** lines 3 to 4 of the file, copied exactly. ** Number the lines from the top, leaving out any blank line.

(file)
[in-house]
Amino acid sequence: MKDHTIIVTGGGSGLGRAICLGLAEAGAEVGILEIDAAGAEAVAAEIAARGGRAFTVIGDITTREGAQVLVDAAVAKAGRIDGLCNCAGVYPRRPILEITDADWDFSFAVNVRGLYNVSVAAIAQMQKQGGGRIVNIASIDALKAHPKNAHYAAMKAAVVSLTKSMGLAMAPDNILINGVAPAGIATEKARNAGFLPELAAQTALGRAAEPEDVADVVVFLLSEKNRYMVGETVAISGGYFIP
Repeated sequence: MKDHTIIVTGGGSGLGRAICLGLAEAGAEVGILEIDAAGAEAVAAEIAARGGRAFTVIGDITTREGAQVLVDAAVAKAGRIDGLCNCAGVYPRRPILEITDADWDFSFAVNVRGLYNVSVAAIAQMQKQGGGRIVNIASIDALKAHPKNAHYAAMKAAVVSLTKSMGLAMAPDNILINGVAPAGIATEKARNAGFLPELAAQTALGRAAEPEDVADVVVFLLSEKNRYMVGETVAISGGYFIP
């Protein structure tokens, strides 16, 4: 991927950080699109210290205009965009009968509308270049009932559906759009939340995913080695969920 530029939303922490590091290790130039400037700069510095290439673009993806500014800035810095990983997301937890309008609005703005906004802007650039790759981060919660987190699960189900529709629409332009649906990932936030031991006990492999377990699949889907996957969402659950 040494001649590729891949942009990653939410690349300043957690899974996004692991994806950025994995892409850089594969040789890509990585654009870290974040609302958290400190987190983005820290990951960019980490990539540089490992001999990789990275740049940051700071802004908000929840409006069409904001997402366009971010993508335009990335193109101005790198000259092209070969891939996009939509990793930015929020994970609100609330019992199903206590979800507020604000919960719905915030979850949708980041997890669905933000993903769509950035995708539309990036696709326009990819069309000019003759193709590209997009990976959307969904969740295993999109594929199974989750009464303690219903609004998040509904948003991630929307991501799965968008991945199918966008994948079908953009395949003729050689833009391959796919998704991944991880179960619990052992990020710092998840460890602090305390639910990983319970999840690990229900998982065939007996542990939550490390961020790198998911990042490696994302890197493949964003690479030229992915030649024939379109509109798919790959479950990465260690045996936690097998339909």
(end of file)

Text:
Repeated sequence: MKDHTIIVTGGGSGLGRAICLGLAEAGAEVGILEIDAAGAEAVAAEIAARGGRAFTVIGDITTREGAQVLVDAAVAKAGRIDGLCNCAGVYPRRPILEITDADWDFSFAVNVRGLYNVSVAAIAQMQKQGGGRIVNIASIDALKAHPKNAHYAAMKAAVVSLTKSMGLAMAPDNILINGVAPAGIATEKARNAGFLPELAAQTALGRAAEPEDVADVVVFLLSEKNRYMVGETVAISGGYFIP
């Protein structure tokens, strides 16, 4: 991927950080699109210290205009965009009968509308270049009932559906759009939340995913080695969920 530029939303922490590091290790130039400037700069510095290439673009993806500014800035810095990983997301937890309008609005703005906004802007650039790759981060919660987190699960189900529709629409332009649906990932936030031991006990492999377990699949889907996957969402659950 040494001649590729891949942009990653939410690349300043957690899974996004692991994806950025994995892409850089594969040789890509990585654009870290974040609302958290400190987190983005820290990951960019980490990539540089490992001999990789990275740049940051700071802004908000929840409006069409904001997402366009971010993508335009990335193109101005790198000259092209070969891939996009939509990793930015929020994970609100609330019992199903206590979800507020604000919960719905915030979850949708980041997890669905933000993903769509950035995708539309990036696709326009990819069309000019003759193709590209997009990976959307969904969740295993999109594929199974989750009464303690219903609004998040509904948003991630929307991501799965968008991945199918966008994948079908953009395949003729050689833009391959796919998704991944991880179960619990052992990020710092998840460890602090305390639910990983319970999840690990229900998982065939007996542990939550490390961020790198998911990042490696994302890197493949964003690479030229992915030649024939379109509109798919790959479950990465260690045996936690097998339909």